By Greg Lockard, Tim Fish Héctor Barros & Lucas Gattoni
Reviewed by David T. Valentin
If you needed a piece of art perfectly pertaining to the queer political tensions in The United States in present day, Liebestrasse is the piece for you. The graphic novel portrays the political tension of the rise of Nazis in 1932 Berlin, Germany and the underground, artistic and bohemian lifestyle Phillip Adler and his American Lover, Samuel Welles (who’s in Germany on business) and perfectly reels in readers through the personal and the political. In doing so, in a strange way the graphic novel reads as poetry of witness—poetry demonstrating how the political impacts the personal to the point life itself changes for those affected in irreversible ways.
While the novel is quick with minimal dialogue, through the tension of the rise of Nazis at the time and Samuel exploring the city with his German lover Philip Adler, readers are hooked wondering whether the couple will have their happy ending. Though, as witnesses of history, readers can’t help but know how it’ll end while hoping for better. Through the graphic comics minimalist, but punctual and witty dialogue, we become quickly acquainted with the few characters we do get to know and their relationship to Germany both politically and personally.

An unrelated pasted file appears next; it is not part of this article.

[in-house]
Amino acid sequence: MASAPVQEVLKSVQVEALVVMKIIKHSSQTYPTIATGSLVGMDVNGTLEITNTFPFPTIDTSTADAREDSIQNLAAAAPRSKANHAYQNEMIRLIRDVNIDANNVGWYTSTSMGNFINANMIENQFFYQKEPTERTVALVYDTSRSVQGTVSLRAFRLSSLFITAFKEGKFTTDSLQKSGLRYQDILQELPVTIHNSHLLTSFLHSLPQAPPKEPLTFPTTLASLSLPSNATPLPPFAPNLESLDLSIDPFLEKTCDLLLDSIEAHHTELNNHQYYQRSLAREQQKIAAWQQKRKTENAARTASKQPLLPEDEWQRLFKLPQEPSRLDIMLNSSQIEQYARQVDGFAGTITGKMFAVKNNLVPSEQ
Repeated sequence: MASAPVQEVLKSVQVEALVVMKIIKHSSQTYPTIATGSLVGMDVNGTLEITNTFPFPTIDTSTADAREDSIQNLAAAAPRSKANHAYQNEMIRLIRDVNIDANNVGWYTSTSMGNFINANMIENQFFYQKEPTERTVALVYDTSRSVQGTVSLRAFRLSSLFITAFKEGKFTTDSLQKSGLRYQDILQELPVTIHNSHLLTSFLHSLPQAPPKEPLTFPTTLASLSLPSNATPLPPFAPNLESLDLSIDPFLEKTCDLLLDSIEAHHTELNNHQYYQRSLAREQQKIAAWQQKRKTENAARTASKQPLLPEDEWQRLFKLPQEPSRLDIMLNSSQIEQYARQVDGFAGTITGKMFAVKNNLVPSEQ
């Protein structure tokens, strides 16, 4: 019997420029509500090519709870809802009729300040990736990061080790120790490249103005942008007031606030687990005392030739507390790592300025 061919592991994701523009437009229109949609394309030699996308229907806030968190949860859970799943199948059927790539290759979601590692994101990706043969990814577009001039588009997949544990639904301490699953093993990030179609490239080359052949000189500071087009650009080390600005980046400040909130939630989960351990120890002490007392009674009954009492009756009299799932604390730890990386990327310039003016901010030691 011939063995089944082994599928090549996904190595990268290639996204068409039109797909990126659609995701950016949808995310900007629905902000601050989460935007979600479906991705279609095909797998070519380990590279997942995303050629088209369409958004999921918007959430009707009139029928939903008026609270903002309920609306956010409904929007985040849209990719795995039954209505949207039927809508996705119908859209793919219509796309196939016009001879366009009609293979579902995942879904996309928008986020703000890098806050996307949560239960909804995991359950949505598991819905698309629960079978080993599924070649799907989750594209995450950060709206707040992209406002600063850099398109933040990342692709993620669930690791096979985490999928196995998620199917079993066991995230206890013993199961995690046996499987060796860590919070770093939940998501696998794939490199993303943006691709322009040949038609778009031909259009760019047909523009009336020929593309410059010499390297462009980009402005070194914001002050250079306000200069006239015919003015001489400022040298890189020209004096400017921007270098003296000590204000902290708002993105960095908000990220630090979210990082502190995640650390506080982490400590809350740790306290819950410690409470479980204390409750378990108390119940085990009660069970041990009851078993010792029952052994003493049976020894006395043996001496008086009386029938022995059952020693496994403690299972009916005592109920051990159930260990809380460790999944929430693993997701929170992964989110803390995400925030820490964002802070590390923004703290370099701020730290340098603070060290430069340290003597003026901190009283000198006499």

Through its art design, I couldn’t help but be reminded of noir comics. The early 1900s aesthetic, the minimalist, and almost mysterious, dialogue and comic panels, all add to the tension as if creating a sense that, although we as readers know how history plays out, that there could perhaps be some alternative ending. This sense of noir mystery shoves us into the perspective of the characters. As they witness history, readers feel, for the first time, they too are experiencing Berlin, Germany in the 1930s during the rise of the Nazis.
While reading Liebestrasse, I couldn’t help but be reminded of the very real threat many right-wing politicians in the United States and their anti-LGBTQ+ legislation have and will have on LGBTQ+ people in this country. In a way, Liebestrasse serves as a cautionary and educational tale of the dangers of rising fascism and how quickly its rise comes. Despite such a dark tale, we know from history that it’s never too late to do something about it.
Published by Greg Lockard, November 6, 2019